I keep thinking about how the long tail relates to my own entrepreneurial ambitions, but I'm coming up dry so far. I'll keep thinking on it though. In the meantime, this book is a worthwhile addition to my (and maybe to your) library. A quick read and full of interesting theories and information.


Thursday, October 14, 2010

Pixar vs. Disney

I've been thinking a lot about what I learned as I read THE PIXAR TOUCH, and was amused to consider the origins of both businesses. Disney's origins are in a far flung past, when things were different. Pixar's origins are more rooted in a near-past from which things have not changed all that much up until today.

Walt started the Disney Brothers Studios on a shoestring - he had virtually no money, except for a few hundred dollars from his uncle and whatever he and his brother could plow into the business. He had arrived in Los Angeles with virtually no money, but he did have a mostly finished print of his Alice film. Using this print, he was able to get a contract to deliver short films to a New York distributor and, as part of the contract, get some advance money to allow him to hire a few people and finish the one he had and film and produce more of them.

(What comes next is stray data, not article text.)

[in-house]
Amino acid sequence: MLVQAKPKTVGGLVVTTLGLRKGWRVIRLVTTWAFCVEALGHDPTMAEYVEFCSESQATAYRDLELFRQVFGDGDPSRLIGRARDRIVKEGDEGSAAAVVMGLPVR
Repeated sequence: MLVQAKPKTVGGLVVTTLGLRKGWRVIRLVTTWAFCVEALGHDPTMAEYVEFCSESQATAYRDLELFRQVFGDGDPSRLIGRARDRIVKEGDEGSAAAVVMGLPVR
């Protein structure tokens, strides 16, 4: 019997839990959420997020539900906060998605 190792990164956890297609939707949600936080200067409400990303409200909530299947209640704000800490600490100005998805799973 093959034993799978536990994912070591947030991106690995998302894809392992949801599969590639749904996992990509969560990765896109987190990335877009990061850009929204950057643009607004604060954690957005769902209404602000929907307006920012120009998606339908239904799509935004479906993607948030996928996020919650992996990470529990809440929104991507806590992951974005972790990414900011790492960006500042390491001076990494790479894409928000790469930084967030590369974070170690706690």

Walt struggled to keep things afloat in those early days, but it was the newness of the medium that really allowed him to begin. There was not a lot of competition in what he was producing at the time. Yes, there were places doing some animation, but not too many of them were trying to combine story and animation as Walt was doing. He sold his productions as he made them, and was paid for them as he sold them. He took chances, gambled on animation being capable of far more than anyone thought it could ever be. Later he gambled that an amusement park could be far more than anyone thought it could ever be, too. Both gambles paid off big time - SNOW WHITE and Disneyland resulted in huge successes for his company.

By contrast, Pixar really began in college laboratories - first at the University of Utah, where computer graphics were being developed, then at NYIT, where the administration (in the person of wealthy entrepreneur Alexander Shure) shared Pixar's founders' filmmaking aspirations.

While it seems that both companies started with something "new" (animation, more or less, with Disney and 3D computer graphics/animation with Pixar), it also seems that the computer 3D graphics takes a LOT more money to get started. Hence the private origins of Disney, while Pixar had to exist as a division of something first. The hardware needed for the research that eventually made Pixar's products possible was cost-prohibitive except to a larger organization. So Pixar by necessity had to start under the auspices of a institute of higher learning, then continue its existence as part of Industrial Light and Magic. It finally earned its independence when Steve Jobs bought them for around 5 million dollars. And even that was not true independence - because Catmull, Lasseter, et al, still had to pretend that their hearts were in the hardware side of things.